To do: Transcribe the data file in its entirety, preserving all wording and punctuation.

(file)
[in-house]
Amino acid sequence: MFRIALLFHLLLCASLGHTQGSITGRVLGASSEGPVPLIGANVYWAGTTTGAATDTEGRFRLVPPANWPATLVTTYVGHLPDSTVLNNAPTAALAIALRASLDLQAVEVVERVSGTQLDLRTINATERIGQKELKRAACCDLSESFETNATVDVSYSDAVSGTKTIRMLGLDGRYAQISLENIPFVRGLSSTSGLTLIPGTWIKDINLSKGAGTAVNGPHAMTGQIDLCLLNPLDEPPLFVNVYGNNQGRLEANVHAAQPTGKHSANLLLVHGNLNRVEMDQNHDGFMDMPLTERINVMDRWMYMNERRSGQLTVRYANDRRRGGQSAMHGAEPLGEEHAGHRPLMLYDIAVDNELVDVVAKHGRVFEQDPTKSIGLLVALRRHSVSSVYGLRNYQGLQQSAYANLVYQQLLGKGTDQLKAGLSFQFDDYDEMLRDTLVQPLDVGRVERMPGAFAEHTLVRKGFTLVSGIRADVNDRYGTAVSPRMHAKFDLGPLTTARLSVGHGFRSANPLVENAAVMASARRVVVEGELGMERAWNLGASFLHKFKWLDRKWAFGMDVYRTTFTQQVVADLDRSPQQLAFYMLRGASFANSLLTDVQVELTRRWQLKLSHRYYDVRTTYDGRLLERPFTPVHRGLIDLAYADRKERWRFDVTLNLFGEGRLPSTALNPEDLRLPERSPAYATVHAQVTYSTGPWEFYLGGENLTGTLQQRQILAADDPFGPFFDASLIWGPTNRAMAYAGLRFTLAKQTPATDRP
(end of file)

[in-house]
Amino acid sequence: MFRIALLFHLLLCASLGHTQGSITGRVLGASSEGPVPLIGANVYWAGTTTGAATDTEGRFRLVPPANWPATLVTTYVGHLPDSTVLNNAPTAALAIALRASLDLQAVEVVERVSGTQLDLRTINATERIGQKELKRAACCDLSESFETNATVDVSYSDAVSGTKTIRMLGLDGRYAQISLENIPFVRGLSSTSGLTLIPGTWIKDINLSKGAGTAVNGPHAMTGQIDLCLLNPLDEPPLFVNVYGNNQGRLEANVHAAQPTGKHSANLLLVHGNLNRVEMDQNHDGFMDMPLTERINVMDRWMYMNERRSGQLTVRYANDRRRGGQSAMHGAEPLGEEHAGHRPLMLYDIAVDNELVDVVAKHGRVFEQDPTKSIGLLVALRRHSVSSVYGLRNYQGLQQSAYANLVYQQLLGKGTDQLKAGLSFQFDDYDEMLRDTLVQPLDVGRVERMPGAFAEHTLVRKGFTLVSGIRADVNDRYGTAVSPRMHAKFDLGPLTTARLSVGHGFRSANPLVENAAVMASARRVVVEGELGMERAWNLGASFLHKFKWLDRKWAFGMDVYRTTFTQQVVADLDRSPQQLAFYMLRGASFANSLLTDVQVELTRRWQLKLSHRYYDVRTTYDGRLLERPFTPVHRGLIDLAYADRKERWRFDVTLNLFGEGRLPSTALNPEDLRLPERSPAYATVHAQVTYSTGPWEFYLGGENLTGTLQQRQILAADDPFGPFFDASLIWGPTNRAMAYAGLRFTLAKQTPATDRP